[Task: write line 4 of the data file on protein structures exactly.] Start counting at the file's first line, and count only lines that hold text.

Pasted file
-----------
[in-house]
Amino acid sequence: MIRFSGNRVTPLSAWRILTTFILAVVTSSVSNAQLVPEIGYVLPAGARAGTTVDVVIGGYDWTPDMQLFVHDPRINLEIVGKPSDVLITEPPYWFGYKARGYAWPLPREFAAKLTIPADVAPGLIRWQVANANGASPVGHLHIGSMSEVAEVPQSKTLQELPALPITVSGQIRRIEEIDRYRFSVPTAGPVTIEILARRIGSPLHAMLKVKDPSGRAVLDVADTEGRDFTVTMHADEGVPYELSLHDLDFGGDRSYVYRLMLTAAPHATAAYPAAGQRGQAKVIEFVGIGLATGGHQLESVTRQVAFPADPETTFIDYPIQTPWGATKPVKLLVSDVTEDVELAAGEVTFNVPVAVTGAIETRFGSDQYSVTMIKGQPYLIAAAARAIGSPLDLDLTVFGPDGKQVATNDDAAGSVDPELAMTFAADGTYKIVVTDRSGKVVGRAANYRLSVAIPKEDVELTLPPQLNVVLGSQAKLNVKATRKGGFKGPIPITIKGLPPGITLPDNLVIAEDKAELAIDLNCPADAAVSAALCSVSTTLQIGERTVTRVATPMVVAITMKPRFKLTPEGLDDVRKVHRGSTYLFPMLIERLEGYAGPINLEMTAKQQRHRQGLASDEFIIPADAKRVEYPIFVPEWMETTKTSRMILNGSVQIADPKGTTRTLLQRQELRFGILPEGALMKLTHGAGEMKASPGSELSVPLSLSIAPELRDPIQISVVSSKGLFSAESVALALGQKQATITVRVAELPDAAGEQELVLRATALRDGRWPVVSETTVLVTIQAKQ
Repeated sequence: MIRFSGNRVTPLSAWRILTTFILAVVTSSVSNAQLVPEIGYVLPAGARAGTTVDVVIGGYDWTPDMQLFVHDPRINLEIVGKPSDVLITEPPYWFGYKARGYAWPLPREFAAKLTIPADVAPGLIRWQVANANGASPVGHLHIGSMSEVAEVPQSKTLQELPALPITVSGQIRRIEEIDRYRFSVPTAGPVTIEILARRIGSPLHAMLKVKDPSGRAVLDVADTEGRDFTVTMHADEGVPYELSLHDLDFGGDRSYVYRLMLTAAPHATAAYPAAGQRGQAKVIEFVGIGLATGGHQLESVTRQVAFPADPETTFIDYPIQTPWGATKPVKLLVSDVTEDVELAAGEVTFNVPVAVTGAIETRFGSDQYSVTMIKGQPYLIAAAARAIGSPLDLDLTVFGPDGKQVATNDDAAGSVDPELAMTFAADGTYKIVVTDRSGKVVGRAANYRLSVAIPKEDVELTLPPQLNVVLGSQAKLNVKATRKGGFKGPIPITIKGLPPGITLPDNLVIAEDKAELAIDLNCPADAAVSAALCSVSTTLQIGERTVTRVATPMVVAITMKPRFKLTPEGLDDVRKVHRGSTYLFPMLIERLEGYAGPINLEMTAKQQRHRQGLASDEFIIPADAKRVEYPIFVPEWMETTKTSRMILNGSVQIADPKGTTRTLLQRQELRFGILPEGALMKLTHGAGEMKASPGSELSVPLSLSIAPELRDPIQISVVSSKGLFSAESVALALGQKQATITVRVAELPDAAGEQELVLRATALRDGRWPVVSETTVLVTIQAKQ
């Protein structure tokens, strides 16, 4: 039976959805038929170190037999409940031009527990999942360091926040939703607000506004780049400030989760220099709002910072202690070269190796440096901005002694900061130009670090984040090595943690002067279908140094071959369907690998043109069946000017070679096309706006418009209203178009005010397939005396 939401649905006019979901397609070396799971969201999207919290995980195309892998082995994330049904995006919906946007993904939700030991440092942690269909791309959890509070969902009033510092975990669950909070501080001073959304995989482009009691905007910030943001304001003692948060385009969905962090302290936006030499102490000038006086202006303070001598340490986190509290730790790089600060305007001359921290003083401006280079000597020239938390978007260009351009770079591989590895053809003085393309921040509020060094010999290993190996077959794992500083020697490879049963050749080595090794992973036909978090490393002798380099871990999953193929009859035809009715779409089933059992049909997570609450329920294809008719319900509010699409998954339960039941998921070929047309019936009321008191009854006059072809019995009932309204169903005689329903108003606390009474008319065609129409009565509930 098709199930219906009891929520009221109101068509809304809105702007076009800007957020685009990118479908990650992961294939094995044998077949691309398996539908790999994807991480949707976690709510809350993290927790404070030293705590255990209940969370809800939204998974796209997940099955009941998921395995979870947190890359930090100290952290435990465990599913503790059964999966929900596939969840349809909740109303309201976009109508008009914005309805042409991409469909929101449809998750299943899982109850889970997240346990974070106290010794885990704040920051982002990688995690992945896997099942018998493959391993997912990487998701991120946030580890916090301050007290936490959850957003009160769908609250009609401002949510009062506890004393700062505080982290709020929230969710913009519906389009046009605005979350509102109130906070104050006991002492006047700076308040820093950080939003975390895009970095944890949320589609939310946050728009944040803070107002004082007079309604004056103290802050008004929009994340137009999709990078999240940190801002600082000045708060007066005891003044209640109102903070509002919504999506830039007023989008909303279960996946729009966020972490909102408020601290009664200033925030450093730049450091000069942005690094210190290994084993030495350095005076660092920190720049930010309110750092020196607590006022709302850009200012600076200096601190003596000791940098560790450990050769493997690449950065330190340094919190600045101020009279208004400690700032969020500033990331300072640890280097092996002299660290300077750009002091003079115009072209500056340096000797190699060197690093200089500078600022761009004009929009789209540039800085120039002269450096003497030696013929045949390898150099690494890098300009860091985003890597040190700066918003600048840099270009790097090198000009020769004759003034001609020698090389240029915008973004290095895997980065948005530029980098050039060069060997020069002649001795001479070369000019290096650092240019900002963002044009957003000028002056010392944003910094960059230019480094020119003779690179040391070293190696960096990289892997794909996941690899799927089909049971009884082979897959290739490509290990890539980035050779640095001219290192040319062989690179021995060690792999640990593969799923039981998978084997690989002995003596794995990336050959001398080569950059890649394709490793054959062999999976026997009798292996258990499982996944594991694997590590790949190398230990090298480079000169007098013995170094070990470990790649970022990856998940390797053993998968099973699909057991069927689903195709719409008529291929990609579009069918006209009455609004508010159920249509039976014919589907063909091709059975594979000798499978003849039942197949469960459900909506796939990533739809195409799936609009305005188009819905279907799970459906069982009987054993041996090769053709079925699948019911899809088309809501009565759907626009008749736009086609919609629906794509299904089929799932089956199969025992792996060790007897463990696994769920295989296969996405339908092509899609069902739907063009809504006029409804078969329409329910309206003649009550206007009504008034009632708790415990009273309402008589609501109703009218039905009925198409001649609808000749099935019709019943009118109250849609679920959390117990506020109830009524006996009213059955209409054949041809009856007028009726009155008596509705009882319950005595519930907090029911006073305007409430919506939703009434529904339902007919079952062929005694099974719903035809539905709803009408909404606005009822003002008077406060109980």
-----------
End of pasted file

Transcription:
């Protein structure tokens, strides 16, 4: 039976959805038929170190037999409940031009527990999942360091926040939703607000506004780049400030989760220099709002910072202690070269190796440096901005002694900061130009670090984040090595943690002067279908140094071959369907690998043109069946000017070679096309706006418009209203178009005010397939005396 939401649905006019979901397609070396799971969201999207919290995980195309892998082995994330049904995006919906946007993904939700030991440092942690269909791309959890509070969902009033510092975990669950909070501080001073959304995989482009009691905007910030943001304001003692948060385009969905962090302290936006030499102490000038006086202006303070001598340490986190509290730790790089600060305007001359921290003083401006280079000597020239938390978007260009351009770079591989590895053809003085393309921040509020060094010999290993190996077959794992500083020697490879049963050749080595090794992973036909978090490393002798380099871990999953193929009859035809009715779409089933059992049909997570609450329920294809008719319900509010699409998954339960039941998921070929047309019936009321008191009854006059072809019995009932309204169903005689329903108003606390009474008319065609129409009565509930 098709199930219906009891929520009221109101068509809304809105702007076009800007957020685009990118479908990650992961294939094995044998077949691309398996539908790999994807991480949707976690709510809350993290927790404070030293705590255990209940969370809800939204998974796209997940099955009941998921395995979870947190890359930090100290952290435990465990599913503790059964999966929900596939969840349809909740109303309201976009109508008009914005309805042409991409469909929101449809998750299943899982109850889970997240346990974070106290010794885990704040920051982002990688995690992945896997099942018998493959391993997912990487998701991120946030580890916090301050007290936490959850957003009160769908609250009609401002949510009062506890004393700062505080982290709020929230969710913009519906389009046009605005979350509102109130906070104050006991002492006047700076308040820093950080939003975390895009970095944890949320589609939310946050728009944040803070107002004082007079309604004056103290802050008004929009994340137009999709990078999240940190801002600082000045708060007066005891003044209640109102903070509002919504999506830039007023989008909303279960996946729009966020972490909102408020601290009664200033925030450093730049450091000069942005690094210190290994084993030495350095005076660092920190720049930010309110750092020196607590006022709302850009200012600076200096601190003596000791940098560790450990050769493997690449950065330190340094919190600045101020009279208004400690700032969020500033990331300072640890280097092996002299660290300077750009002091003079115009072209500056340096000797190699060197690093200089500078600022761009004009929009789209540039800085120039002269450096003497030696013929045949390898150099690494890098300009860091985003890597040190700066918003600048840099270009790097090198000009020769004759003034001609020698090389240029915008973004290095895997980065948005530029980098050039060069060997020069002649001795001479070369000019290096650092240019900002963002044009957003000028002056010392944003910094960059230019480094020119003779690179040391070293190696960096990289892997794909996941690899799927089909049971009884082979897959290739490509290990890539980035050779640095001219290192040319062989690179021995060690792999640990593969799923039981998978084997690989002995003596794995990336050959001398080569950059890649394709490793054959062999999976026997009798292996258990499982996944594991694997590590790949190398230990090298480079000169007098013995170094070990470990790649970022990856998940390797053993998968099973699909057991069927689903195709719409008529291929990609579009069918006209009455609004508010159920249509039976014919589907063909091709059975594979000798499978003849039942197949469960459900909506796939990533739809195409799936609009305005188009819905279907799970459906069982009987054993041996090769053709079925699948019911899809088309809501009565759907626009008749736009086609919609629906794509299904089929799932089956199969025992792996060790007897463990696994769920295989296969996405339908092509899609069902739907063009809504006029409804078969329409329910309206003649009550206007009504008034009632708790415990009273309402008589609501109703009218039905009925198409001649609808000749099935019709019943009118109250849609679920959390117990506020109830009524006996009213059955209409054949041809009856007028009726009155008596509705009882319950005595519930907090029911006073305007409430919506939703009434529904339902007919079952062929005694099974719903035809539905709803009408909404606005009822003002008077406060109980």